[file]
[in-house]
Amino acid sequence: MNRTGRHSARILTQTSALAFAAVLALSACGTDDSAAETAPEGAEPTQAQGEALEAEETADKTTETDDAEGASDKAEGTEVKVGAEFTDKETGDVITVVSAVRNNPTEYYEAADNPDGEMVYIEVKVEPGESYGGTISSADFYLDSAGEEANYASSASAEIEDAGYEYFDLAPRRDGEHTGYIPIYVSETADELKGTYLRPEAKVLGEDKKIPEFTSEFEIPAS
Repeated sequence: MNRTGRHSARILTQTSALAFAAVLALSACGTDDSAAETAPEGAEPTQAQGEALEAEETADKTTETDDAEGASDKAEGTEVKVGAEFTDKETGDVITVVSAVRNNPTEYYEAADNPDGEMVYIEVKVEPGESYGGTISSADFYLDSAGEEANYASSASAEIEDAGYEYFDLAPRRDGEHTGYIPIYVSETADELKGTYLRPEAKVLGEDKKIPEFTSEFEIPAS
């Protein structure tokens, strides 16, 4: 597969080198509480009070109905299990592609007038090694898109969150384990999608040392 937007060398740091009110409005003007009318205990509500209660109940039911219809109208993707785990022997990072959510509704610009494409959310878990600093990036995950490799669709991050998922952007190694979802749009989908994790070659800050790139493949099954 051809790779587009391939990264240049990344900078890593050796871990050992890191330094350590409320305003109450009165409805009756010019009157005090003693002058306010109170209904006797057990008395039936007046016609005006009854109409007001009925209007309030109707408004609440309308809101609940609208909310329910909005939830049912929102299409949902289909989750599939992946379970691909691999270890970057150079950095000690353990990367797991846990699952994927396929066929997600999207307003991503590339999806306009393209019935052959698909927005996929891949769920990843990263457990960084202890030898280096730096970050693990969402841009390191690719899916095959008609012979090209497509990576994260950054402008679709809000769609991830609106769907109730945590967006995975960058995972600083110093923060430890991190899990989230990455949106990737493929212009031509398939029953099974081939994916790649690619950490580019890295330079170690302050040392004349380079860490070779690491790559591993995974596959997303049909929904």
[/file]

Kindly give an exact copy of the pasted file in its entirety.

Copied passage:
[in-house]
Amino acid sequence: MNRTGRHSARILTQTSALAFAAVLALSACGTDDSAAETAPEGAEPTQAQGEALEAEETADKTTETDDAEGASDKAEGTEVKVGAEFTDKETGDVITVVSAVRNNPTEYYEAADNPDGEMVYIEVKVEPGESYGGTISSADFYLDSAGEEANYASSASAEIEDAGYEYFDLAPRRDGEHTGYIPIYVSETADELKGTYLRPEAKVLGEDKKIPEFTSEFEIPAS
Repeated sequence: MNRTGRHSARILTQTSALAFAAVLALSACGTDDSAAETAPEGAEPTQAQGEALEAEETADKTTETDDAEGASDKAEGTEVKVGAEFTDKETGDVITVVSAVRNNPTEYYEAADNPDGEMVYIEVKVEPGESYGGTISSADFYLDSAGEEANYASSASAEIEDAGYEYFDLAPRRDGEHTGYIPIYVSETADELKGTYLRPEAKVLGEDKKIPEFTSEFEIPAS
């Protein structure tokens, strides 16, 4: 597969080198509480009070109905299990592609007038090694898109969150384990999608040392 937007060398740091009110409005003007009318205990509500209660109940039911219809109208993707785990022997990072959510509704610009494409959310878990600093990036995950490799669709991050998922952007190694979802749009989908994790070659800050790139493949099954 051809790779587009391939990264240049990344900078890593050796871990050992890191330094350590409320305003109450009165409805009756010019009157005090003693002058306010109170209904006797057990008395039936007046016609005006009854109409007001009925209007309030109707408004609440309308809101609940609208909310329910909005939830049912929102299409949902289909989750599939992946379970691909691999270890970057150079950095000690353990990367797991846990699952994927396929066929997600999207307003991503590339999806306009393209019935052959698909927005996929891949769920990843990263457990960084202890030898280096730096970050693990969402841009390191690719899916095959008609012979090209497509990576994260950054402008679709809000769609991830609106769907109730945590967006995975960058995972600083110093923060430890991190899990989230990455949106990737493929212009031509398939029953099974081939994916790649690619950490580019890295330079170690302050040392004349380079860490070779690491790559591993995974596959997303049909929904």